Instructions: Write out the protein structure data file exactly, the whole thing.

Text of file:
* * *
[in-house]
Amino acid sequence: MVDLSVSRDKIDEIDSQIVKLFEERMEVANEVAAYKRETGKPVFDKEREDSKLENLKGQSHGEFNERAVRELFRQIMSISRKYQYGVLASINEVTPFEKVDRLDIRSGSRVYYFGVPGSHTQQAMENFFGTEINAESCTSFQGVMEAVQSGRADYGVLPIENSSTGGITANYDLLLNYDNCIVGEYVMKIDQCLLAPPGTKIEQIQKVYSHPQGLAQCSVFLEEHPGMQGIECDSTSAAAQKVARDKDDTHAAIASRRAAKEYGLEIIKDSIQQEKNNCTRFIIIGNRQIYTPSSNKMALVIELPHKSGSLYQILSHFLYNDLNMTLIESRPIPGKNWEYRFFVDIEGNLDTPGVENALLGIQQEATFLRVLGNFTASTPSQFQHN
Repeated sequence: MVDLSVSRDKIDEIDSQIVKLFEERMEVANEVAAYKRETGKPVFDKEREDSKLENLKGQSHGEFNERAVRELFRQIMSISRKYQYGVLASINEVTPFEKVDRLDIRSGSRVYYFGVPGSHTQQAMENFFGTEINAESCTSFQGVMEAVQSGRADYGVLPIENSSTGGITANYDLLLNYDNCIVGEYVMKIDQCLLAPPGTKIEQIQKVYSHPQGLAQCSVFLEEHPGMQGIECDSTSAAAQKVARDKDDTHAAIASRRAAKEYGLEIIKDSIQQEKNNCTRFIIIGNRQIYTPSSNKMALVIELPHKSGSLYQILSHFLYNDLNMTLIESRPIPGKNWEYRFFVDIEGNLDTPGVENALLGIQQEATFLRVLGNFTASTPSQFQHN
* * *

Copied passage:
[in-house]
Amino acid sequence: MVDLSVSRDKIDEIDSQIVKLFEERMEVANEVAAYKRETGKPVFDKEREDSKLENLKGQSHGEFNERAVRELFRQIMSISRKYQYGVLASINEVTPFEKVDRLDIRSGSRVYYFGVPGSHTQQAMENFFGTEINAESCTSFQGVMEAVQSGRADYGVLPIENSSTGGITANYDLLLNYDNCIVGEYVMKIDQCLLAPPGTKIEQIQKVYSHPQGLAQCSVFLEEHPGMQGIECDSTSAAAQKVARDKDDTHAAIASRRAAKEYGLEIIKDSIQQEKNNCTRFIIIGNRQIYTPSSNKMALVIELPHKSGSLYQILSHFLYNDLNMTLIESRPIPGKNWEYRFFVDIEGNLDTPGVENALLGIQQEATFLRVLGNFTASTPSQFQHN
Repeated sequence: MVDLSVSRDKIDEIDSQIVKLFEERMEVANEVAAYKRETGKPVFDKEREDSKLENLKGQSHGEFNERAVRELFRQIMSISRKYQYGVLASINEVTPFEKVDRLDIRSGSRVYYFGVPGSHTQQAMENFFGTEINAESCTSFQGVMEAVQSGRADYGVLPIENSSTGGITANYDLLLNYDNCIVGEYVMKIDQCLLAPPGTKIEQIQKVYSHPQGLAQCSVFLEEHPGMQGIECDSTSAAAQKVARDKDDTHAAIASRRAAKEYGLEIIKDSIQQEKNNCTRFIIIGNRQIYTPSSNKMALVIELPHKSGSLYQILSHFLYNDLNMTLIESRPIPGKNWEYRFFVDIEGNLDTPGVENALLGIQQEATFLRVLGNFTASTPSQFQHN